At three of the four farms that collected samples, the farmers observed more cover crop biomass where corn was planted in 60-in. row-widths compared to the 30-in. row-widths (Table 2). These findings were particularly relevant to Abels, Alexander, Anderson and Yoder, who each cited livestock grazing of cover crops as a motivation for conducting these experiments. We also sent samples from three of the farms to Midwest Laboratories to determine the N content of the cover crop biomass. The cover crops interseeded to corn in 60-in. row-widths contained between five and 25 times as much N as the cover crops interseeded to corn in 30-in. row-widths (Table 2). Cover crop N can contribute to N pools of soil organic matter; monitoring potential benefits to succeeding crops in the rotation probably warrants investigation.

60 inch corn Photo panel

Cover crops interseeded to corn in 30-in. row-widths (left) and 60-in. row-widths (right) at Nathan Anderson’s on July 18 (top row) and Sept. 19 (bottom row).

Corn yields

Compared to corn planted in 30-in. row-widths, corn planted in 60-in. row-widths reduced grain yields at Abels’, Anderson’s and Gustafson’s by 5–16% (Figure 1A, 1C, 1E). Earlage yield at Yoder’s was reduced by 2,884 lb/ac in 60-in. row-widths (Figure 1F). On the contrary, corn grain yields at Alexander’s and Boyer’s were statistically equal between the two row-width treatments (Figure 1B, 1D).

60 inch corn Figure A F

Figure 1. Corn yields as affected by row-width at A) Abels’, B) Alexander’s, C) Anderson’s, D) Boyer’s, E) Gustafson’s and F) Yoder’s in 2019. Columns represent individual strip yields. Above each set of columns is the treatment mean. By farm, if the difference between the treatment means is greater than the least significant difference (LSD), the treatment means are followed by different letter-rankings and are considered statistically different at the 95% confidence level. Click to enlarge.

Corn grain yields at Abels’, Alexander’s and Gustafson’s were below their respective five-year county averages of 205, 201 and 194 bu/ac.[4] Alexander attributed his low yields to severe cutworm damage in that field; he noted that other fields on his farm yielded better by 100 bu/ac. At Anderson’s and Boyer’s, corn grain yields were greater than their respective five-year county averages of 206 and 205 bu/ac.[4]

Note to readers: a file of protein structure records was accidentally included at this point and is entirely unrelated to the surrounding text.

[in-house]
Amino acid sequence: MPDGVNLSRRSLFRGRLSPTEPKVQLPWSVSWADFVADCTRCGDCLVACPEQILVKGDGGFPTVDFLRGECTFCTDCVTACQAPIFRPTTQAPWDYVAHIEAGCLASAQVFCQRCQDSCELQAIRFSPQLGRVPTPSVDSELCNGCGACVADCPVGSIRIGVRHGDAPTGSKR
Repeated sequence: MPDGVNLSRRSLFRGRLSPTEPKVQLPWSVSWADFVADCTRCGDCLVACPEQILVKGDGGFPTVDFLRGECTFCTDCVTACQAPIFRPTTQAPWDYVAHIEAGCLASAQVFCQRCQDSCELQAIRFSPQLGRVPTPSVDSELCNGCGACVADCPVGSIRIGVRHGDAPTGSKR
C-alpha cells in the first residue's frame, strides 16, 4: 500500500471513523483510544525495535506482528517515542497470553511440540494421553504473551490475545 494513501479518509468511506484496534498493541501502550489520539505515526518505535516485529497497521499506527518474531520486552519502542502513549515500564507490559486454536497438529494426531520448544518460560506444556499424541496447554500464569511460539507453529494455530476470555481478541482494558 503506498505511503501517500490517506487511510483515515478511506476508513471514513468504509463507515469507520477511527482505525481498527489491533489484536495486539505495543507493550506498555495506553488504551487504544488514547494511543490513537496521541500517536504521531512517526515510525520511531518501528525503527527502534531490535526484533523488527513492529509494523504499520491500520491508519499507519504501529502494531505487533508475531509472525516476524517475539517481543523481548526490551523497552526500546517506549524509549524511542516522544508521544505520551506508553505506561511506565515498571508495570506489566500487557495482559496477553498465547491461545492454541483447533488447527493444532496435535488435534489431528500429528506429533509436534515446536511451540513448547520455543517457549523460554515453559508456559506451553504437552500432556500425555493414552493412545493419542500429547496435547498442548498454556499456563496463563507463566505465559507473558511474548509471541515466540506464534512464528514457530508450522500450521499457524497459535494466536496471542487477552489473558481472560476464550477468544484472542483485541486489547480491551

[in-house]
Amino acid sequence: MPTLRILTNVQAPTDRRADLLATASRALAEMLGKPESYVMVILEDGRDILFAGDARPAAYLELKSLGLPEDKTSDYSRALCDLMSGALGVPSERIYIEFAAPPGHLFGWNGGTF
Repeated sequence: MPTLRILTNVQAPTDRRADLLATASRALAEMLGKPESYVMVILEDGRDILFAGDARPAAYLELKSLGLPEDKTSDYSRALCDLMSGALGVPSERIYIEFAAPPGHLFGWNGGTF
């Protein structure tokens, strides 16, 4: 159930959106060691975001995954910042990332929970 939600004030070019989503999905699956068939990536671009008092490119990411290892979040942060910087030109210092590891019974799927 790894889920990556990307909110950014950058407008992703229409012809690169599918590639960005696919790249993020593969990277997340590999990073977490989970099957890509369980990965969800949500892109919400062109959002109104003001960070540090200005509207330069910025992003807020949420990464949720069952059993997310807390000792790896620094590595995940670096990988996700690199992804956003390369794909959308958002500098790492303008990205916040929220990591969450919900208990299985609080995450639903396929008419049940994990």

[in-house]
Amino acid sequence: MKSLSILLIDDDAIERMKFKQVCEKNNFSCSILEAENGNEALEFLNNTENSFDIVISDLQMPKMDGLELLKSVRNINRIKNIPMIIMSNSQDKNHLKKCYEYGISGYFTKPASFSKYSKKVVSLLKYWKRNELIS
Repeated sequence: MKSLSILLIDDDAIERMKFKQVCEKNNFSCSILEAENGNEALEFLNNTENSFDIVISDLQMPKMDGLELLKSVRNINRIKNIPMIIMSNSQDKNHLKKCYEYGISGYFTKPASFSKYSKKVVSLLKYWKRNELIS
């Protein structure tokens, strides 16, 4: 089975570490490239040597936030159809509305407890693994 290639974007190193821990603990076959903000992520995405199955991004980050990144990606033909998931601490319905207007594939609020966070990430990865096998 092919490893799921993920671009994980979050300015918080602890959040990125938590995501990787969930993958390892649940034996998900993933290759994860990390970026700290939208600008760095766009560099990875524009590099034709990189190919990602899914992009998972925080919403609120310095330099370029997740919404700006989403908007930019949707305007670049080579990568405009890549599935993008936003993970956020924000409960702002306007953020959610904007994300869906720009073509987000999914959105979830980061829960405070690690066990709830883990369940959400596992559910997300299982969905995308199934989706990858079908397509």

These mixed results mirror on-farm findings from 2018[2] as well as research conducted at the University of Missouri in 2005, 2006 and 2011. In the Missouri trials, corn planted in 60-in. row-widths achieved equivalent yields to corn in 30-in. row-widths in only 2005.[3] In 2006 and 2011, corn in 60-in. row-widths yielded 14–39% less than in 30-in. row-widths.

Conclusions and Next Steps

After two years of on-farm research, planting corn in 60-in. row-widths has resulted in statistically equal grain yields to corn planted in 30-in. row-widths in four of the 10 trials. In the six other trials, corn yields were reduced by 5–30% when planted in 60-in. row-widths. Cover crops interseeded to corn in 60-in. row-widths produced far more biomass in five of the seven trials that sampled over the two years. This represents the major appeal to planting corn in 60-in. row-widths: More cover crop biomass presents opportunities for more livestock grazing in the fall. Boyer, Abels and Alexander, however, each cited weed control as a challenge to this system. Lest risking injury to the cover crops, herbicides or interrow cultivation cannot be employed after the cover crops are interseeded to the corn (either row-width). As such, navigating the challenges and benefits of planting corn in 60-in. row-widths and interseeding with cover crops will be necessary before broader adoption of this practice.

“I wanted to see if I could maintain crop yields in 60-in. row-widths relative to 30-in. row-widths while growing cover crop biomass significant enough to have some grazing value,” Nathan Anderson said, who saw reduced corn yields in 60-in. row-widths (Figure 1C). “I will likely consider interseeding into corn earlier in the year to improve establishment success. I will also look at using more flex ear corn hybrids, at a lower population, to possibly improve corn yields as well as interseeding success.”

Appendix – Trial Design and Weather Conditions

60 inch corn Figure A1

Figure A1. Sample experimental design used by the cooperators. The design includes at least four replications of the two corn row-width treatments (8 strips total). This design allowed for statistical analysis of the results. Click to enlarge.

60 inch corn Figure A2 both

Figure A2. Mean monthly temperature and rainfall for 2019 and the long-term averages at the nearest weather stations to each farm.[5] A) Grundy Center (Abels, about 4 miles away; Boyer, about 9 miles away); B) Primghar (Alexander, about 15 miles away); C) Cherokee (Anderson, about 8 miles away); D) Boone (Gustafson, about 4 miles away); E) Lamoni (Yoder, about 20 miles away). Click to enlarge.

Funding Acknowledgement

This material is based upon work supported by the Natural Resources Conservation Service, U.S. Department of Agriculture, under number 68-6114-17-010. Any opinions, findings, conclusions, or recommendations expressed in this publication are those of the author(s) and do not necessarily reflect the views of the U.S. Department of Agriculture.


  1. Kremer, R.J. and C. LeRoy Deichman. 2014. Soil quality and the solar corridor crop system. Agronomy Journal. 106:1853–1858.
    (accessed December 2019).
  2. Gailans, S., J. Boyer, F. Abels, C. Teachout, B. Kessel, H. Kessel and J. Johnson. 2018. Planting Corn in 60-in. Row-Widths for Interseeding Cover Crops. Practical Farmers of Iowa Cooperators’ Program. (accessed December 2019).
  3. Nelson, K.A. 2014. Corn yield response to the solar corridor in upstate Missouri. Agronomy Journal. 106:1847–1852. (accessed December 2019).
  4. US Department of Agriculture-National Agricultural Statistics Service. Quick stats. USDA-National Agricultural Statistics Service. (accessed December 2019).
  5. Iowa Environmental Mesonet. 2019. Climodat Reports. Iowa State University. (accessed December 2019).